Posts Tagged ‘portfolio management’

Project managers (PMs) have to deliver; yet power to get the job done can be elusive. Is there a way PMs can take care of themselves and the team knowing they are lower on the food chain? Can they get some power? Yes. How so? Let’s explore.

Portfolios, Programs, and Projects

First some background. A simple, common hierarchy with a current situation in the transportation industry is:

Location Position Example
External Client EPA
Internal Portfolio Mgr internal combustion engine
Internal Program Mgrs gasoline diesel
Internal Project Mgrs 1000cc 3000cc 4000cc 5000cc

The “client” in this case is the external regulatory agency. The deliverable is a reduction in emissions for the various types of engines a manufacturer produces with standards varying based on the displacement and fuel consumed. We’ll look at the client after examining the internal organization.

Internally, working from the top-down, there is a progression from strategic (market position, profits, etc.) to the tactical/tangible (every engine coming off the assembly line has to meet stringent requirements within the next few years). Teams in the internal combustion industry are feeling the heat with pressure coming down from above. Deadlines and goals have been set.

To maintain a healthy balance in this situation PMs will do best understanding and communicating in the language used by those with more strategic positions and power. This language also needs to provide a portal through which the PMs can express project concerns. The language is risk management.

Now, shift focus to the client. It is through the client the PM can gain influence – better known as power. The connection between the PM and the client is quality. As the old saying goes, “The proof of the pudding is in the eating.” Again, each engine needs to perform per regulatory limitations.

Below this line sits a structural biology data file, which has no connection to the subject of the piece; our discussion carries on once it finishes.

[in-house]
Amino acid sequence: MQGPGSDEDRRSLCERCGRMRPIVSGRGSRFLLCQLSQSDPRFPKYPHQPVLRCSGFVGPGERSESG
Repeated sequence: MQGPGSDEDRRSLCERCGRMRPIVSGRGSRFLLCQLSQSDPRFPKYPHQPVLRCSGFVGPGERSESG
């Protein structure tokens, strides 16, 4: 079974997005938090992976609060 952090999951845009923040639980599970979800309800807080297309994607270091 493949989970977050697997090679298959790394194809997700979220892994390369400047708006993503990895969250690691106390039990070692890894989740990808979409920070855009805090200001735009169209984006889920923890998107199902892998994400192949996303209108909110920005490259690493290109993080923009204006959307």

So, in a way, the PM has a direct connection with the client through quality. It is important to avoid being Pollyannaish and think the PM has the power baton of the client. The situation is subtler. This is where risk management comes into play.

By understanding how the performance of the deliverable is impacted by quality the PM can gain leverage communicating through the business case. How? The PM uses a specific aspect of risk management – Expected Monetary Value (EMV). EMV can take quality, time, and money and combine them into one model – a model understandable to both the business unit and project team. A good EMV model tells how good or bad things can get in the current risk environment and points to areas where changes (time, money, resources) are needed.

This seems a bit roundabout if quality is the focus. So, why do this? Simple. There can be an intrinsic desire for quality in an organization. That desire, though, can vary in commitment from organization to organization as well as within an organization.

On the other hand, the focus on time and money is pretty much universal and that is the context in which quality sits – always the bridesmaid, never the bride. EMV flips the situation and addresses time and money squarely in the context of quality looking to see how stable and acceptable the deliverable will be in various risk environments.